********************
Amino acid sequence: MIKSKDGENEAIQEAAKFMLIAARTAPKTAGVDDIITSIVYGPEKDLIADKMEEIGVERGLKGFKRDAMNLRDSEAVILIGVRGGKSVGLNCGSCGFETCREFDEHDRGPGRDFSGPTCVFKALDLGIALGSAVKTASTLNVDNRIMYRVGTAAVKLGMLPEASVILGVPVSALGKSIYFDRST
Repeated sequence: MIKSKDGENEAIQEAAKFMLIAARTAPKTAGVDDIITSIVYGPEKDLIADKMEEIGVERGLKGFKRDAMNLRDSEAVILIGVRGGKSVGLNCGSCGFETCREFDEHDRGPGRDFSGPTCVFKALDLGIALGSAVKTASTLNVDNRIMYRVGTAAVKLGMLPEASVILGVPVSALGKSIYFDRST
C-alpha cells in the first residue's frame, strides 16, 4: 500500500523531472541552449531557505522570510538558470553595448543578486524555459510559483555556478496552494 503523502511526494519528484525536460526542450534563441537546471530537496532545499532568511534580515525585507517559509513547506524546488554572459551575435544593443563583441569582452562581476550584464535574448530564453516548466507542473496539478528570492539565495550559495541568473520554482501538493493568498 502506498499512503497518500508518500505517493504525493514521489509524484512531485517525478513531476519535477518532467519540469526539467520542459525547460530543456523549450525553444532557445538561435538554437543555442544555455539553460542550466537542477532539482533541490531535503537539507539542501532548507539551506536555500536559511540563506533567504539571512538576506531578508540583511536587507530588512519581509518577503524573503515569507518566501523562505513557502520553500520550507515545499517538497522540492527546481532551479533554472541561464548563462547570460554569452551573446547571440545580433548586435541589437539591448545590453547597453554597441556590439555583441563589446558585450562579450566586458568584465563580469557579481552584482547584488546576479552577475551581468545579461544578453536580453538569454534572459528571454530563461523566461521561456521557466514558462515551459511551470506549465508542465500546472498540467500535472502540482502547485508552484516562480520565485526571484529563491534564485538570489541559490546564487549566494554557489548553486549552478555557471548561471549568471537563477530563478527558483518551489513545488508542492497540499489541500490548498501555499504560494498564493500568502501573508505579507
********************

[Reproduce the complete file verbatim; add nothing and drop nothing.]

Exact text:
Amino acid sequence: MIKSKDGENEAIQEAAKFMLIAARTAPKTAGVDDIITSIVYGPEKDLIADKMEEIGVERGLKGFKRDAMNLRDSEAVILIGVRGGKSVGLNCGSCGFETCREFDEHDRGPGRDFSGPTCVFKALDLGIALGSAVKTASTLNVDNRIMYRVGTAAVKLGMLPEASVILGVPVSALGKSIYFDRST
Repeated sequence: MIKSKDGENEAIQEAAKFMLIAARTAPKTAGVDDIITSIVYGPEKDLIADKMEEIGVERGLKGFKRDAMNLRDSEAVILIGVRGGKSVGLNCGSCGFETCREFDEHDRGPGRDFSGPTCVFKALDLGIALGSAVKTASTLNVDNRIMYRVGTAAVKLGMLPEASVILGVPVSALGKSIYFDRST
C-alpha cells in the first residue's frame, strides 16, 4: 500500500523531472541552449531557505522570510538558470553595448543578486524555459510559483555556478496552494 503523502511526494519528484525536460526542450534563441537546471530537496532545499532568511534580515525585507517559509513547506524546488554572459551575435544593443563583441569582452562581476550584464535574448530564453516548466507542473496539478528570492539565495550559495541568473520554482501538493493568498 502506498499512503497518500508518500505517493504525493514521489509524484512531485517525478513531476519535477518532467519540469526539467520542459525547460530543456523549450525553444532557445538561435538554437543555442544555455539553460542550466537542477532539482533541490531535503537539507539542501532548507539551506536555500536559511540563506533567504539571512538576506531578508540583511536587507530588512519581509518577503524573503515569507518566501523562505513557502520553500520550507515545499517538497522540492527546481532551479533554472541561464548563462547570460554569452551573446547571440545580433548586435541589437539591448545590453547597453554597441556590439555583441563589446558585450562579450566586458568584465563580469557579481552584482547584488546576479552577475551581468545579461544578453536580453538569454534572459528571454530563461523566461521561456521557466514558462515551459511551470506549465508542465500546472498540467500535472502540482502547485508552484516562480520565485526571484529563491534564485538570489541559490546564487549566494554557489548553486549552478555557471548561471549568471537563477530563478527558483518551489513545488508542492497540499489541500490548498501555499504560494498564493500568502501573508505579507